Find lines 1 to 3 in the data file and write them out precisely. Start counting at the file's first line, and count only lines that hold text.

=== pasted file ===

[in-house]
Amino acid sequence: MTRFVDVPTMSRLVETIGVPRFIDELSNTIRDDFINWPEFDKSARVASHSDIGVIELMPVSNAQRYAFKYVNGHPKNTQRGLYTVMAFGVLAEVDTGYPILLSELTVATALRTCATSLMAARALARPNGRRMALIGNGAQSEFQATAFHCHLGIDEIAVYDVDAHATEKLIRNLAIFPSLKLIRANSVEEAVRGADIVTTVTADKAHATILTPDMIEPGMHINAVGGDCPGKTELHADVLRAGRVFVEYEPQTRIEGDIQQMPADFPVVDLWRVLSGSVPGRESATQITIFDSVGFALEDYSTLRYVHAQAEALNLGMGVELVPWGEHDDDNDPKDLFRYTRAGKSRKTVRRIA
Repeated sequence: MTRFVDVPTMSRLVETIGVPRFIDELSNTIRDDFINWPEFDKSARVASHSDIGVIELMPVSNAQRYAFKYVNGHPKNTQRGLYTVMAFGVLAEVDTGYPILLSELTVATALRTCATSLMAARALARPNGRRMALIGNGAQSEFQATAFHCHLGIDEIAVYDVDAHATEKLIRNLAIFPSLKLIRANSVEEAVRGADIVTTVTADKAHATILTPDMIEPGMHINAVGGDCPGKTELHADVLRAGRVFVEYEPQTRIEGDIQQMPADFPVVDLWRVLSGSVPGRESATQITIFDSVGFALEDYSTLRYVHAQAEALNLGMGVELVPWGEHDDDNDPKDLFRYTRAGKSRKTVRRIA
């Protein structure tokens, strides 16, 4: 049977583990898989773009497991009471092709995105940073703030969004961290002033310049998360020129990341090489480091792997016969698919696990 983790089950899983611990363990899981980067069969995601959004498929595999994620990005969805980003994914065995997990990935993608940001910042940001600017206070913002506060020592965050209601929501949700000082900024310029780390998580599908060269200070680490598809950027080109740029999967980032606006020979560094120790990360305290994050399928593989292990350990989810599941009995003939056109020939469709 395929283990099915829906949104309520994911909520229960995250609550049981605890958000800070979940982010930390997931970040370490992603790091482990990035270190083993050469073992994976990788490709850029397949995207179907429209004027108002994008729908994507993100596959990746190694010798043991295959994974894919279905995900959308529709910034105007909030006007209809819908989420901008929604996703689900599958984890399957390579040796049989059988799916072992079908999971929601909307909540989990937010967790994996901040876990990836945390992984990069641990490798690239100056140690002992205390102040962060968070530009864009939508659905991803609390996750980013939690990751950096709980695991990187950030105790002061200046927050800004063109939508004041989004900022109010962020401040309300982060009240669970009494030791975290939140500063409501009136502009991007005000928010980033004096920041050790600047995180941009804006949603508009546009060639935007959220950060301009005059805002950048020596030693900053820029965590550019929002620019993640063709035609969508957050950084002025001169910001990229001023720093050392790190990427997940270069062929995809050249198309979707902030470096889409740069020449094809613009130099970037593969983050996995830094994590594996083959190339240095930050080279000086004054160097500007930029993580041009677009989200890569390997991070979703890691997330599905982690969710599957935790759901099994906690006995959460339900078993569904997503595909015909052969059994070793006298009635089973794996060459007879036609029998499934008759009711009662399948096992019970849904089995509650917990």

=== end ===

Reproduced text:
[in-house]
Amino acid sequence: MTRFVDVPTMSRLVETIGVPRFIDELSNTIRDDFINWPEFDKSARVASHSDIGVIELMPVSNAQRYAFKYVNGHPKNTQRGLYTVMAFGVLAEVDTGYPILLSELTVATALRTCATSLMAARALARPNGRRMALIGNGAQSEFQATAFHCHLGIDEIAVYDVDAHATEKLIRNLAIFPSLKLIRANSVEEAVRGADIVTTVTADKAHATILTPDMIEPGMHINAVGGDCPGKTELHADVLRAGRVFVEYEPQTRIEGDIQQMPADFPVVDLWRVLSGSVPGRESATQITIFDSVGFALEDYSTLRYVHAQAEALNLGMGVELVPWGEHDDDNDPKDLFRYTRAGKSRKTVRRIA
Repeated sequence: MTRFVDVPTMSRLVETIGVPRFIDELSNTIRDDFINWPEFDKSARVASHSDIGVIELMPVSNAQRYAFKYVNGHPKNTQRGLYTVMAFGVLAEVDTGYPILLSELTVATALRTCATSLMAARALARPNGRRMALIGNGAQSEFQATAFHCHLGIDEIAVYDVDAHATEKLIRNLAIFPSLKLIRANSVEEAVRGADIVTTVTADKAHATILTPDMIEPGMHINAVGGDCPGKTELHADVLRAGRVFVEYEPQTRIEGDIQQMPADFPVVDLWRVLSGSVPGRESATQITIFDSVGFALEDYSTLRYVHAQAEALNLGMGVELVPWGEHDDDNDPKDLFRYTRAGKSRKTVRRIA